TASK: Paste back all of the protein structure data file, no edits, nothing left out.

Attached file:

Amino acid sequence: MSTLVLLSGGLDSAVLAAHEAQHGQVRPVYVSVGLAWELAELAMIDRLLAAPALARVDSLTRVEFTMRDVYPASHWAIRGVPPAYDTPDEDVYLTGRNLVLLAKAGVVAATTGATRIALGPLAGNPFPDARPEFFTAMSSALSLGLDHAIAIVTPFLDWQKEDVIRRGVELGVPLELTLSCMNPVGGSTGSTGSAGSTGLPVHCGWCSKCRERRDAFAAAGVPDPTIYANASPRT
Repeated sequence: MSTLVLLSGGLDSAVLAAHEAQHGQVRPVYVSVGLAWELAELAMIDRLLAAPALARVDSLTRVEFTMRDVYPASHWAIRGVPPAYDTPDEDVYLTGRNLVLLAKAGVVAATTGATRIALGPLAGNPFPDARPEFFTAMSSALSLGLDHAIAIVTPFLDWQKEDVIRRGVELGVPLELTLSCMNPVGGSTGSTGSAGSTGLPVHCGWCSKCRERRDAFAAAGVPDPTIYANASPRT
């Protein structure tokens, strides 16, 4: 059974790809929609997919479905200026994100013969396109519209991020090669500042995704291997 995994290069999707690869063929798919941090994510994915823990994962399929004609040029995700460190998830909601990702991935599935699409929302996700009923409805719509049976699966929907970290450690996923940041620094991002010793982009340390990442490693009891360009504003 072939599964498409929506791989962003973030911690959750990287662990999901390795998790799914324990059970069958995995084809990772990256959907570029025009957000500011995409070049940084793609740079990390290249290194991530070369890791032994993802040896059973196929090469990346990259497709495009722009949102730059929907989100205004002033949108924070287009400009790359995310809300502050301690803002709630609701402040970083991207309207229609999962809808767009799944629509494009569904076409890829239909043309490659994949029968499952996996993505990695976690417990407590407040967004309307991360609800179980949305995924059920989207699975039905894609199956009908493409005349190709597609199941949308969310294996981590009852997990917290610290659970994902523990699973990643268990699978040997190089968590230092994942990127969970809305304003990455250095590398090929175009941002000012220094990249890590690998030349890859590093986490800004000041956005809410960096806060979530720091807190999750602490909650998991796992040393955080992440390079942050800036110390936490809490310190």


Amino acid sequence: MSTLVLLSGGLDSAVLAAHEAQHGQVRPVYVSVGLAWELAELAMIDRLLAAPALARVDSLTRVEFTMRDVYPASHWAIRGVPPAYDTPDEDVYLTGRNLVLLAKAGVVAATTGATRIALGPLAGNPFPDARPEFFTAMSSALSLGLDHAIAIVTPFLDWQKEDVIRRGVELGVPLELTLSCMNPVGGSTGSTGSAGSTGLPVHCGWCSKCRERRDAFAAAGVPDPTIYANASPRT
Repeated sequence: MSTLVLLSGGLDSAVLAAHEAQHGQVRPVYVSVGLAWELAELAMIDRLLAAPALARVDSLTRVEFTMRDVYPASHWAIRGVPPAYDTPDEDVYLTGRNLVLLAKAGVVAATTGATRIALGPLAGNPFPDARPEFFTAMSSALSLGLDHAIAIVTPFLDWQKEDVIRRGVELGVPLELTLSCMNPVGGSTGSTGSAGSTGLPVHCGWCSKCRERRDAFAAAGVPDPTIYANASPRT
């Protein structure tokens, strides 16, 4: 059974790809929609997919479905200026994100013969396109519209991020090669500042995704291997 995994290069999707690869063929798919941090994510994915823990994962399929004609040029995700460190998830909601990702991935599935699409929302996700009923409805719509049976699966929907970290450690996923940041620094991002010793982009340390990442490693009891360009504003 072939599964498409929506791989962003973030911690959750990287662990999901390795998790799914324990059970069958995995084809990772990256959907570029025009957000500011995409070049940084793609740079990390290249290194991530070369890791032994993802040896059973196929090469990346990259497709495009722009949102730059929907989100205004002033949108924070287009400009790359995310809300502050301690803002709630609701402040970083991207309207229609999962809808767009799944629509494009569904076409890829239909043309490659994949029968499952996996993505990695976690417990407590407040967004309307991360609800179980949305995924059920989207699975039905894609199956009908493409005349190709597609199941949308969310294996981590009852997990917290610290659970994902523990699973990643268990699978040997190089968590230092994942990127969970809305304003990455250095590398090929175009941002000012220094990249890590690998030349890859590093986490800004000041956005809410960096806060979530720091807190999750602490909650998991796992040393955080992440390079942050800036110390936490809490310190």